Dan Horrigan

photo of Dan Horrigan
KABIR BHATIA / WKSU

Akron Mayor Dan Horrigan has introduced a plan to address vacant buildings in the city.

The mayor's spokeswoman, Ellen Lander-Nischt, says city council has received complaints about abandoned buildings throughout the city for a while. 

“Mayor Horrigan was a ward councilperson himself years ago, and a persistent problem has been vacant commercial or industrial buildings in Akron that has basically been neglected for years.”

The logo for the Akron Parks Challenge.
akronciviccommons.org

The deadline is fast approaching for community groups and individuals to pitch their ideas for the Akron Parks Challenge. The goal is to improve two Akron parks.

The city will give up to $100,000 each to the winning proposals. Other organizations, like the Knight Foundation, are also pitching in to make these initial projects feasible.

Here are your morning headlines for Thursday, April 5:

Protesters' photo
KABIR BHATIA / WKSU

Akron City Hall is backing one of the city’s biggest employers in calling for a government alternative to FirstEnergy plans to close three nuclear power plants. 

A statement from Mayor Dan Horrigan followed the announcement that the Akron-based utility plans to shutter the David Besse and Perry nuclear power plants in Ohio and Beaver Valley plant in Pennsylvania. It also came right after FirstEnergy -- as expected -- declared Chapter 11 bankruptcy of its deregulated power-generating subsidiary, FirstEnergy Solutions.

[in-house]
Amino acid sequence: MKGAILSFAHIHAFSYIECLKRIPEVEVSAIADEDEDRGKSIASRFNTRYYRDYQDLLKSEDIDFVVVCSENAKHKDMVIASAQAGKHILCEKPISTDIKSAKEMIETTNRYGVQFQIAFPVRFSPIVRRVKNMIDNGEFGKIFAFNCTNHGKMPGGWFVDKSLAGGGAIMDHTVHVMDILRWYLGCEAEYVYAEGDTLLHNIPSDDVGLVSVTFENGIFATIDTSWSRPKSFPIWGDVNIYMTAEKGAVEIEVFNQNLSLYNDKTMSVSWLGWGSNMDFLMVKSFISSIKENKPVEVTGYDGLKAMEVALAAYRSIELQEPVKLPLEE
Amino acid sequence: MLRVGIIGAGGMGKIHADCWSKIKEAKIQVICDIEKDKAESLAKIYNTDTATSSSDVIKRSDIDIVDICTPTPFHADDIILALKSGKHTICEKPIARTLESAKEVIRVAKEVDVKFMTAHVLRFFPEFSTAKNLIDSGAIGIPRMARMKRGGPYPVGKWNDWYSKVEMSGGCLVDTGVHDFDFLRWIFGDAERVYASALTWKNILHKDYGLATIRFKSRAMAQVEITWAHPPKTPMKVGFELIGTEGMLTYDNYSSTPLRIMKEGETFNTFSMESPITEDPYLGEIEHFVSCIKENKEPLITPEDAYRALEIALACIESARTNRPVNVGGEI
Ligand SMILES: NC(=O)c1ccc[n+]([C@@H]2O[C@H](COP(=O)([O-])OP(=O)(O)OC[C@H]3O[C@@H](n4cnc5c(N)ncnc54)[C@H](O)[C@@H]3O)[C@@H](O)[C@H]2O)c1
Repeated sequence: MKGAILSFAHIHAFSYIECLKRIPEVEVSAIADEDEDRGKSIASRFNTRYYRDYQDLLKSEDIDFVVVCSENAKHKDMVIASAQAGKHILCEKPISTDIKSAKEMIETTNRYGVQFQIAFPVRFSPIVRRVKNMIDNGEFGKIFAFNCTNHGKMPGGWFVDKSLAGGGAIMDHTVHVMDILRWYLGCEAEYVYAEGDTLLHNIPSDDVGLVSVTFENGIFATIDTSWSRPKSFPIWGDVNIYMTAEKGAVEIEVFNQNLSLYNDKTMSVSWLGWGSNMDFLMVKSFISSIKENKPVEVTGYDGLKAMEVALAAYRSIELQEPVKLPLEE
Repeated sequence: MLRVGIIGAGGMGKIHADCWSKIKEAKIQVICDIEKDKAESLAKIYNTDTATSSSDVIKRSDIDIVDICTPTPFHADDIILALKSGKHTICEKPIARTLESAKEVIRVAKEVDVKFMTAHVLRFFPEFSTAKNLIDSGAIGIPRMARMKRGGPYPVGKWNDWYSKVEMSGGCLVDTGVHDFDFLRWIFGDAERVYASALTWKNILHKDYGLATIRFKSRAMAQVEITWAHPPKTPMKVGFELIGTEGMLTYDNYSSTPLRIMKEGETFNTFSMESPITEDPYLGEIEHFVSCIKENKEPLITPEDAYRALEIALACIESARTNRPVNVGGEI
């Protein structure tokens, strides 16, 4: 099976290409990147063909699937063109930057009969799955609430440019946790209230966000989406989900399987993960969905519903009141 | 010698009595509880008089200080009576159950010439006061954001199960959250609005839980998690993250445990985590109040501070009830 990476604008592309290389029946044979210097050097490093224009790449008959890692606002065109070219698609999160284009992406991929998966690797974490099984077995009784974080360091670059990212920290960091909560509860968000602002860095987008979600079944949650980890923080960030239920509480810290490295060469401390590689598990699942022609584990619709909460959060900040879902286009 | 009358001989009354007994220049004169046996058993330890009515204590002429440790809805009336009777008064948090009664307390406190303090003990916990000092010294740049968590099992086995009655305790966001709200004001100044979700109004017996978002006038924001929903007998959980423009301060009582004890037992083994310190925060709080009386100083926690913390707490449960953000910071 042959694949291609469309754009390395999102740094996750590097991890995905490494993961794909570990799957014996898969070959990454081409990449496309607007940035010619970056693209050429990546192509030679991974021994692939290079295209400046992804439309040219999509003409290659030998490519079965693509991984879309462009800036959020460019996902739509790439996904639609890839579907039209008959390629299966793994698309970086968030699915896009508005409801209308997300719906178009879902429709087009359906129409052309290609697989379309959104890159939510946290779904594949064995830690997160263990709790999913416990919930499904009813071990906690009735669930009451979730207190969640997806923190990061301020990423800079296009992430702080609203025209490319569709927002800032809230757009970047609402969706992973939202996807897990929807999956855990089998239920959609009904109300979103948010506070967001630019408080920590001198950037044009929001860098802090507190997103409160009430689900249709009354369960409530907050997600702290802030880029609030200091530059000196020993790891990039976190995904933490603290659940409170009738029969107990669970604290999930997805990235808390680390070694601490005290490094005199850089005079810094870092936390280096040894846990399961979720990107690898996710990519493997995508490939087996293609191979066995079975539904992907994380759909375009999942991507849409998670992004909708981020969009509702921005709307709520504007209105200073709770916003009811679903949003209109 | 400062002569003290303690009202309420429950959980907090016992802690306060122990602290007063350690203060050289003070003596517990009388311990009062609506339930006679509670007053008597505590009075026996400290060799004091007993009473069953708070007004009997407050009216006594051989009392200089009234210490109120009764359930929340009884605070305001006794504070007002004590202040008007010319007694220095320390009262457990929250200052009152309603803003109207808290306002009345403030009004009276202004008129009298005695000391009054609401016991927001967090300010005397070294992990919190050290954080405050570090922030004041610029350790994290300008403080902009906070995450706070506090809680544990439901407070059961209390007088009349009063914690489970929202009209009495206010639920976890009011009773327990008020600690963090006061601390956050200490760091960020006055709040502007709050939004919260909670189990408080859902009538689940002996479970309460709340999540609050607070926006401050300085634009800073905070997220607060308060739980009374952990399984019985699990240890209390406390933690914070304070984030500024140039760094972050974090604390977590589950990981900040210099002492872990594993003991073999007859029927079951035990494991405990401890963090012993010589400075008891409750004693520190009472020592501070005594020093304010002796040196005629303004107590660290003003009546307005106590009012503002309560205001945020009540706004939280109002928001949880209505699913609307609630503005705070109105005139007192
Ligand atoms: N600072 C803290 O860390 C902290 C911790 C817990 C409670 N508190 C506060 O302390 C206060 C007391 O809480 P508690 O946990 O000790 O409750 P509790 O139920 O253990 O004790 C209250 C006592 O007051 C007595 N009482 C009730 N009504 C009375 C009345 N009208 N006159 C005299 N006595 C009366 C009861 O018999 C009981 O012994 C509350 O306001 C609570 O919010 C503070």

photo of Main Street Akron
CITY OF AKRON

Akron is getting $8 million in federal funding for its Main Street Promenade project.

The promenade project is concentrated on Main Street between Perkins and Mill -- north of the John S. Knight Center. Mayor Dan Horrigan says the funds will go toward repairs, more greenspace and improved accessibility for people with disabilities. And he thanked Ohio's congressional delegation for its bipartisan support in securing the grant.

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